(Click the Photos below to enlarge them)
Setting off to collect John (aka Esox) at Stafford in torrential rain on Friday morning the 8th February at 10.30 am, I was reminded of the old propaganda advert "Is your trip really necessary". However, we were heading for Wraysbury and two things were paramount. Firstly the chance to fish 'Wraysbury 1' on Saturday, until recently home of the mis-named Mary, a male carp that held the British Record at 56 lbs for a long time. Sadly, recently deceased, His demise was even reported in the US press!
Secondly, to support the MacMillan Cancer Relief Charity, a cause close to my heart where we would be fishing 'Wraysbury 2'.
The weather improved and we arrived at 'Wraysbury 2', to research as best we could the Lake, (Gravel Pit a more apt nomer) in time for Sunday's Big Day!
Finally, via mobile contact, we found the correct combination for the car park lock and entered a very soggy car park. All information for the lakes can be found by clicking on www.rmcangling.co.uk , but basically Wraysbury 2 is a vast under-fished day ticket water of some 160 acres. However, the combination listed on that site is LAST years and as we struggled to find the new number for access, thoughts crept in of the ever present Zippy curse!
They got stronger as we decided to check in to our pre-booked Travel Inn some 12 miles away. John 'Esox' Howard, is one of the most clear thinking, questioning and instructive anglers, it has ever been my pleasure to meet. I will end this paragraph with one simple, never to be mentioned again statement (all tied up with the Zippy curse) A Navigator He ain't!
75 miles later we safely arrived, got booked in and were raring to go, so headed back to meet Alan Stone and friends. Alan lost his mother to Cancer 6 years ago and has devoted his leisure time since to raising funds for the victims family support team of Macmillan Nurses. He reached £38,000 with this Pike sessions record total and I stand in awe at the often decried and thankless efforts he puts in.
Welcoming John and I as 'them bloody norvrners' were Alan (in the photo), Chris and Andy, three warmer guys you could not wish to meet! Having collected a few other stalwarts, who had traveled distances to fish both 1 and 2 on Saturday and Sunday, we made our way back to the 'Key only' locked syndicate water of "Mary's" Wraysbury1 (£200.00 p.a. if you are interested!, see RMC site under syndicate waters.)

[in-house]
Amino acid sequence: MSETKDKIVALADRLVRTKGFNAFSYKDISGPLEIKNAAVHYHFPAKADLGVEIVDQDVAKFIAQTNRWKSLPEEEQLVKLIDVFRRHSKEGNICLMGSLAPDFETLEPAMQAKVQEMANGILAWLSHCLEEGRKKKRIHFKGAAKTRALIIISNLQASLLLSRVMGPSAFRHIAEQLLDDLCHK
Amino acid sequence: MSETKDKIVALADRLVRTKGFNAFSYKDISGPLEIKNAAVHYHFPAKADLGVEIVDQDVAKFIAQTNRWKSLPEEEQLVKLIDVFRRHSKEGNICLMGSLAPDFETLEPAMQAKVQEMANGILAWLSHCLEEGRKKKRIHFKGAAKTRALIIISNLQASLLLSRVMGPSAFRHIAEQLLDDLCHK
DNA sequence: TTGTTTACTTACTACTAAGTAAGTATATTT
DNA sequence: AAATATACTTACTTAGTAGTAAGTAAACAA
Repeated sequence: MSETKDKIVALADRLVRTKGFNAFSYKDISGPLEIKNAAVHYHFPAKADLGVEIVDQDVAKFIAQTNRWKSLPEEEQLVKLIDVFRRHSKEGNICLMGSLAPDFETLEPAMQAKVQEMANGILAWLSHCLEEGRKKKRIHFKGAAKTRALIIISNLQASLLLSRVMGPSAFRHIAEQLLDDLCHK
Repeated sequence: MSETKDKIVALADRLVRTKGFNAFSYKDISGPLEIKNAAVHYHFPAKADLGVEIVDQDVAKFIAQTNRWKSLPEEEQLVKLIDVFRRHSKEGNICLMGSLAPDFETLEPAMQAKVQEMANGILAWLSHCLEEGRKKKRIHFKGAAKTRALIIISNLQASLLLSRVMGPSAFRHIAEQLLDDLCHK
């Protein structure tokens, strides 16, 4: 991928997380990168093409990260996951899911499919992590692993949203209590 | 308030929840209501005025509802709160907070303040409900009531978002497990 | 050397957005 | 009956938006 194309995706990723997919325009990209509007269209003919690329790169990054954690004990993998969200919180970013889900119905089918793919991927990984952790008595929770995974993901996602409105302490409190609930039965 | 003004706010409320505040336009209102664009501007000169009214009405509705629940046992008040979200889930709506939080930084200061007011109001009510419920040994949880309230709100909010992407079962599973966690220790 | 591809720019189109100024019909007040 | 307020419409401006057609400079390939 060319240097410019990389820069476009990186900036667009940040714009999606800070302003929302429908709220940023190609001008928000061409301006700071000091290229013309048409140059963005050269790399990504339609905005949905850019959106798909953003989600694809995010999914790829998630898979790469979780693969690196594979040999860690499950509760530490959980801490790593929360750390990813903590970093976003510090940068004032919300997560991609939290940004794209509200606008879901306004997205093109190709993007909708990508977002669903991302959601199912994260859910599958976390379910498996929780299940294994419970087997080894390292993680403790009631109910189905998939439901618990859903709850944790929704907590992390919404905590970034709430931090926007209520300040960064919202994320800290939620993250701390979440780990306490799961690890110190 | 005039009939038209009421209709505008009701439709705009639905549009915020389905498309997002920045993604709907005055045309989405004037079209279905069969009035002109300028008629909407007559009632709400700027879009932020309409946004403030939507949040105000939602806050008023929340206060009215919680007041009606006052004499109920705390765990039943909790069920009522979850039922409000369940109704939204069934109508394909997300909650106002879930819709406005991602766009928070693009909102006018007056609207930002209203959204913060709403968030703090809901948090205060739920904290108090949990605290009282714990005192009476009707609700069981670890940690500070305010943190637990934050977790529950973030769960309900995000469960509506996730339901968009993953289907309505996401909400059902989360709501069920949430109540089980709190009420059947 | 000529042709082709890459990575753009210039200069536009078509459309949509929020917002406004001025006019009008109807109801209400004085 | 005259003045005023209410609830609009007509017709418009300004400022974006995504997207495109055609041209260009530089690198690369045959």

The following facts I found interesting, during our chat , as the other guys set up bivvies, or fixed up their vehicles as a sleep in - Lake 1 , a worked out Gravel Pit, directly under the Heathrow flight path is 120 acres in size. An S.S.I. site (designated a Site of Special Interest by the Government) it cannot have concrete or artificial peg structures introduced as it must remain as natural as possible. However a limited number of good flat pegs do exist.
- We could not go to the local pub in cars, as any sign of tackle in our car, would lead to an immediate break-in and theft! We were advised that if we MUST go for a pint, to leave the car unlocked to avoid the inevitable damage! but to accept our gear would be missing. Alan related to two instances on the bank whereby anglers using a boat, echo sounders and dropping dead bait in clear gravel free areas, had set up rods, rowed out to the baiting site, only to turn round and discover a figure on the bank, cutting lines and making off with both rods and reels!!! The fishing in London is certainly different. And finally, Mary having been discovered dead, was placed in a sack and rowed out to be buried in the water facing the swims we were fishing!
We quickly elicited the great hearted support of Alan, and he kindly took our gear in to his large van and Slept with it to ensure it's safety overnight! He kindly repeated this the next night as well!
John and I returned, tackleless , to our Hotel (this time taking the 'short' route, it was 12 miles only ) and waking at 5.00am, made our way back to the Lake, via Lake2 again as we greeted further arrivals from all parts of the Country.
The convoy, after greetings, set off to 1, and by 7.30am we were setting up in a large, double swim, fully sheltered by trees and bushes, with a lighter than expected breeze, blowing from behind us. John on the right as usual, (I'm deaf in my left ear) quickly set up a marker rod and we found a good drop-off to 12 feet in front of us, a weed bank ahead and a clear patch some 20 yards out. Interestingly, I had a close-in deep gully to my left, dropping quickly to some 18ft. John's experience and speed quickly saw him set up and cast out his 2 rods, using small Mackerel on one and Smelt on the other.
It was then that the old curse started to come in to play once again as he discovered he had forgotten to fill the water bottle! However, with Saint Alan close at hand, he wandered off to find the necessary water.
My 1st rod went out into the aforementioned gulley, baited with a medium sardine, injected with Mackerel oil. The second carried a small orange Spratt, popped up slightly with a cork 22m pop-up and finally the 3rd, loaded with a Lamprey section was cast straight ahead, further than the others.
The time was now 8.20 a.m. and I sat back with anticipation as only can be maintained for the first 20 minutes of the day!
It was enough! Within 10 minutes, I had a Classic run! Such was my attention, that I literally saw the rod tip pull round slightly and give a small shake as the drop off Indicator became detached and fell to the floor! The buzzer sounded a harsh shriek and the line hissed through the rings, stopping as I reached the rod! I carefully grasped the line and inched it in and Yes!, I could feel a small movement! As the line tightened a 2nd time, I lifted the rod, turned the handle to click off the free running spool and struck!!